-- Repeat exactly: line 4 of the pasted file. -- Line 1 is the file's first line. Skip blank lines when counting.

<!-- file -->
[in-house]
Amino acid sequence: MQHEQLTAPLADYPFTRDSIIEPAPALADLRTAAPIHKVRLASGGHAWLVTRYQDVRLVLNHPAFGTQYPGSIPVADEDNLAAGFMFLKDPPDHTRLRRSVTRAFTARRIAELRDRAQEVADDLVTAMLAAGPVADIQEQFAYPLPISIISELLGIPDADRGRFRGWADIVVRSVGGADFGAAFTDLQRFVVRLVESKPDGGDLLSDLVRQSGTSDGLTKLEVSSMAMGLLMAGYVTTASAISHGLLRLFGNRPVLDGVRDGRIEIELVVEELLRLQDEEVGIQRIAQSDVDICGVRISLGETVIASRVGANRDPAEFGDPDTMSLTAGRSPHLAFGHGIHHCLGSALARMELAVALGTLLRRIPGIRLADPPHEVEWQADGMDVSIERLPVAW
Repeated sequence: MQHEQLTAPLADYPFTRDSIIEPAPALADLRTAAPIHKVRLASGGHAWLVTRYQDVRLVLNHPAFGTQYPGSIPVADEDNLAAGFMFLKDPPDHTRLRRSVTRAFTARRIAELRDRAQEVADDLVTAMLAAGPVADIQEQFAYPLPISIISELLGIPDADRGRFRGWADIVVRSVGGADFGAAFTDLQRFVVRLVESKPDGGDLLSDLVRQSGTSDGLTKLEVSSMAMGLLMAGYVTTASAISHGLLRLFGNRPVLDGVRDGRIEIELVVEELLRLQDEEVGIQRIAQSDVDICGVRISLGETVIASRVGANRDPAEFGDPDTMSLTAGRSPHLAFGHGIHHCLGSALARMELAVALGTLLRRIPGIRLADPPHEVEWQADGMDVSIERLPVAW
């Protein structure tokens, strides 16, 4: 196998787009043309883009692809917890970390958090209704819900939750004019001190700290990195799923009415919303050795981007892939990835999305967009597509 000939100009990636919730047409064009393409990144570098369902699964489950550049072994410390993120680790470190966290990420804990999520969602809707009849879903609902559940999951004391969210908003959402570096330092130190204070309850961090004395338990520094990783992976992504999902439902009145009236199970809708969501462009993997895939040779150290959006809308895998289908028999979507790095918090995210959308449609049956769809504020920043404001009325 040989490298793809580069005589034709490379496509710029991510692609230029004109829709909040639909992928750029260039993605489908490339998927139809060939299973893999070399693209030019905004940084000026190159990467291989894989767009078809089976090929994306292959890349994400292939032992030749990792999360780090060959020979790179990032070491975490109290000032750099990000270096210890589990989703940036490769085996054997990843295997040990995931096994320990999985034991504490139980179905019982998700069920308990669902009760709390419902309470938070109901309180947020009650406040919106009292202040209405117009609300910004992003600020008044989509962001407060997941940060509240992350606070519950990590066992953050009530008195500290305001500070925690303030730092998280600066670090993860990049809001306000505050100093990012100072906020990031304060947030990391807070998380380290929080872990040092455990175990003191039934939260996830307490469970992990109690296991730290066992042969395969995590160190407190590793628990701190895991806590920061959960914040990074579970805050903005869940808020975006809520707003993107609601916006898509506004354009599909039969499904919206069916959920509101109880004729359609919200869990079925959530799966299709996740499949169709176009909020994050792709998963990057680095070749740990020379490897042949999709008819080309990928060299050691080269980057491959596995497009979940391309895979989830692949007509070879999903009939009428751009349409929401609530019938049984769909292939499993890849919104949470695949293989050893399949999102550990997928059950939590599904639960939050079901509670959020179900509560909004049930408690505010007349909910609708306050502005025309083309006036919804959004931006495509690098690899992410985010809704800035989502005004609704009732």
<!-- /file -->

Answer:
């Protein structure tokens, strides 16, 4: 196998787009043309883009692809917890970390958090209704819900939750004019001190700290990195799923009415919303050795981007892939990835999305967009597509 000939100009990636919730047409064009393409990144570098369902699964489950550049072994410390993120680790470190966290990420804990999520969602809707009849879903609902559940999951004391969210908003959402570096330092130190204070309850961090004395338990520094990783992976992504999902439902009145009236199970809708969501462009993997895939040779150290959006809308895998289908028999979507790095918090995210959308449609049956769809504020920043404001009325 040989490298793809580069005589034709490379496509710029991510692609230029004109829709909040639909992928750029260039993605489908490339998927139809060939299973893999070399693209030019905004940084000026190159990467291989894989767009078809089976090929994306292959890349994400292939032992030749990792999360780090060959020979790179990032070491975490109290000032750099990000270096210890589990989703940036490769085996054997990843295997040990995931096994320990999985034991504490139980179905019982998700069920308990669902009760709390419902309470938070109901309180947020009650406040919106009292202040209405117009609300910004992003600020008044989509962001407060997941940060509240992350606070519950990590066992953050009530008195500290305001500070925690303030730092998280600066670090993860990049809001306000505050100093990012100072906020990031304060947030990391807070998380380290929080872990040092455990175990003191039934939260996830307490469970992990109690296991730290066992042969395969995590160190407190590793628990701190895991806590920061959960914040990074579970805050903005869940808020975006809520707003993107609601916006898509506004354009599909039969499904919206069916959920509101109880004729359609919200869990079925959530799966299709996740499949169709176009909020994050792709998963990057680095070749740990020379490897042949999709008819080309990928060299050691080269980057491959596995497009979940391309895979989830692949007509070879999903009939009428751009349409929401609530019938049984769909292939499993890849919104949470695949293989050893399949999102550990997928059950939590599904639960939050079901509670959020179900509560909004049930408690505010007349909910609708306050502005025309083309006036919804959004931006495509690098690899992410985010809704800035989502005004609704009732």